Social Call helps seniors combat loneliness while building intergenerational connections

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Dell Kaplan, 81, talks on her phone if front of her home in Plano, Texas Friday, May 15, 2020, as part of a program offered by the city of Plano to help older adults combat loneliness. Social Call in Denver offers a similar service.

Aging can be tough, and one of the most difficult and lesser-discussed aspects for many is dealing with loneliness and social isolation. A growing body of research finds that older people are more likely to face risk factors due to living alone, the loss of family members and friends, chronic illness, and even hearing loss.

One organization is reaching out nationwide, including in Colorado, to help combat these adverse effects of loneliness among seniors — one phone call at a time.

Social Call connects volunteers who sign up to call older adults for weekly one-on-one, 30-minute phone calls. Organizers say the program helps provide consistent conversation and connection, something that will continue to be a growing need in Colorado.

Colorado's number of older adults is expected to more than double to 1.7 million by 2050, according to state demographer Elizabeth Garner.

A deep bond, formed 100% on the phone

Mary Sust and Courtney Clark, who met through Social Call, recently talked with Colorado Matters host Chandra Thomas Whitfield about their experience.

Sust has been homebound for 20 years. She was matched with Clark, a volunteer, and they became instant friends despite their 30-year age gap and the fact that they each live in different states and have never met in person. The two say they now consider each other family.

“I have somebody very close to me. I feel I have another family member,” Sust said. “I love my nieces, and Courtney is in the same age range, she could be a niece. I don't have to be related by blood to have a niece. So Courtney is my niece, my peer, somebody I am so proud of. She's so remarkable. She has gone through so many things and has overcome many obstacles and still is strong and optimistic and is moving forward to getting a family of her own.”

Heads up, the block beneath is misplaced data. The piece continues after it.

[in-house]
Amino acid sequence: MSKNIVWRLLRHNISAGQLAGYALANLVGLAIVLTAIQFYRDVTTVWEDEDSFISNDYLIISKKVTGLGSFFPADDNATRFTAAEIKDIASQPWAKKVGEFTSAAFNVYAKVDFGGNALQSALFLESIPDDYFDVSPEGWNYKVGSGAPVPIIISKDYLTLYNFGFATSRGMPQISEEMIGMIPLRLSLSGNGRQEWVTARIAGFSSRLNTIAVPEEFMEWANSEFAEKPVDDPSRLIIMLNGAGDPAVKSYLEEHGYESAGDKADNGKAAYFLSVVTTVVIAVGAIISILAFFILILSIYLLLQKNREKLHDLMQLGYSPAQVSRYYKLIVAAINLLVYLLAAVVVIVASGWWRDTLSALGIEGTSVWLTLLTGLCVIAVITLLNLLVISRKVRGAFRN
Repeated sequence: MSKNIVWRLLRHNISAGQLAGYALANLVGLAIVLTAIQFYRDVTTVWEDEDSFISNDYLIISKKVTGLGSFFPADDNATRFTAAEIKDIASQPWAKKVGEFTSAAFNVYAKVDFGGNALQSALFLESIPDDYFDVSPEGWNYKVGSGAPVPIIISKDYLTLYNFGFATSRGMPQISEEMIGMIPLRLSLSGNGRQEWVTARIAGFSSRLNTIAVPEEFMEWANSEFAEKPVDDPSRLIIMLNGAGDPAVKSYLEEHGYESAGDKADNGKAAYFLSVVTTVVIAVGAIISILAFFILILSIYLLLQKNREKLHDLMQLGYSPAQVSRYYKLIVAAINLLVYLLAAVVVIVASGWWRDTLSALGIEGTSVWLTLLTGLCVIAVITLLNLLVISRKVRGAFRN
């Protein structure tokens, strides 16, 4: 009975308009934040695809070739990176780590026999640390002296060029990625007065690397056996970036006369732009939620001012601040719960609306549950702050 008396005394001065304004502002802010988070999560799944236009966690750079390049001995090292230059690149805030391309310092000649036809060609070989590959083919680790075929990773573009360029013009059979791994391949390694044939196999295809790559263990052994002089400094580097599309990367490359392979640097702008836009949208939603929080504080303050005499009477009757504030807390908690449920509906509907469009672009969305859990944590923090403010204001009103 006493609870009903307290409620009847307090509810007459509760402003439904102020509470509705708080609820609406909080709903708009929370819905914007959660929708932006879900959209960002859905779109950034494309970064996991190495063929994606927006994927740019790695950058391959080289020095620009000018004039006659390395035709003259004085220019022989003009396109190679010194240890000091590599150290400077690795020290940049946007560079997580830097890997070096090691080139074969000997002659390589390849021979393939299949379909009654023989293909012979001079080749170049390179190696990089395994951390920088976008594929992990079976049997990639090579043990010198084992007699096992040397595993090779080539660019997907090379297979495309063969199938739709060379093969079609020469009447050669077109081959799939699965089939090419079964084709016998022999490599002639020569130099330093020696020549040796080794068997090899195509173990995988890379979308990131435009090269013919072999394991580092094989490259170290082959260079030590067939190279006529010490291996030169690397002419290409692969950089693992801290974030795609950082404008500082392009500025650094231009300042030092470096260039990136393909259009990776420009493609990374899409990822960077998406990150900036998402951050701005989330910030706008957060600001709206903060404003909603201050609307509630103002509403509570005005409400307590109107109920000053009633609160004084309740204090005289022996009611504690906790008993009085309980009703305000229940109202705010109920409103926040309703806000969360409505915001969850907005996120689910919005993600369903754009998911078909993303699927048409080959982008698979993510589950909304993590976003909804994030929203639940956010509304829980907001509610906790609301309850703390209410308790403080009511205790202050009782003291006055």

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Clark says she too has found immense value in the program, especially when she recently moved to a new community and lacked local connections. The opportunity to volunteer from home through Social Call was also a plus.

The connection she shares with her phone buddy, she says, has become a vital part of her life.

“Having this friendship and connection with Mary has enriched my life in so many ways; she's family. I have a new family member, I have an aunt, another mother figure to go to, and that is just so invaluable,” Clark said. “And it's been so enriching for my life and I honestly forget that it's a volunteer opportunity. Every month when I am to submit my volunteer report, I'm reminded, ‘Oh yeah, this is a volunteer opportunity,’ because, I mean, she's family. I look forward to our call every single week.”

An impact beyond combating loneliness

Katie Wade, senior director of creative engagement for the Social Call program, says the feedback they often receive is that the success of Social Call lies in its simplicity.

A phone call, a conversation, and a connection. Two people building a friendship that transcends generations and geographical barriers is the case for practically all of the program’s participants.

Wade contends the impact goes beyond just combating loneliness. It also fosters understanding, empathy and companionship.

“Mary and Courtney are such a good representation of Social Call,” she says. “Two hearts connecting, despite the miles (between them) through the phone waves and that's what Social Call is all about;  building relationships one call at a time, whether that's video or phone, and about 70% of those relationships tend to be intergenerational.” 

As part of the onboarding process, volunteers and participants take part in an individualized matching process — think or EHarmony, but for friendship. Everyone is are also vetted for safety and security beforehand. Volunteers are asked to commit to the program for at least six months, but are not required to stay with their first match.

“The process is really thorough. They ask a lot of detailed questions about everything, not invasively of course, but just getting to know me,” Clark said. “ I felt like my representative really knew me well. And at the end of our conversation, she said, ‘I have someone that I think will be a perfect match for you.’ And she was right."

As Colorado's aging population grows, programs like Social Call are becoming increasingly vital, offering a lifeline of support and companionship that not only enriches the lives of seniors, but also empowers volunteers to make a meaningful difference in the lives of those who may be struggling.

"I could survive without having this connection, but I would not be as happy," Sust said "I would not feel as engaged in the world."

This story is a part of Aging Matters, a series from Colorado Matters about the Centennial State's aging population. Read more stories here.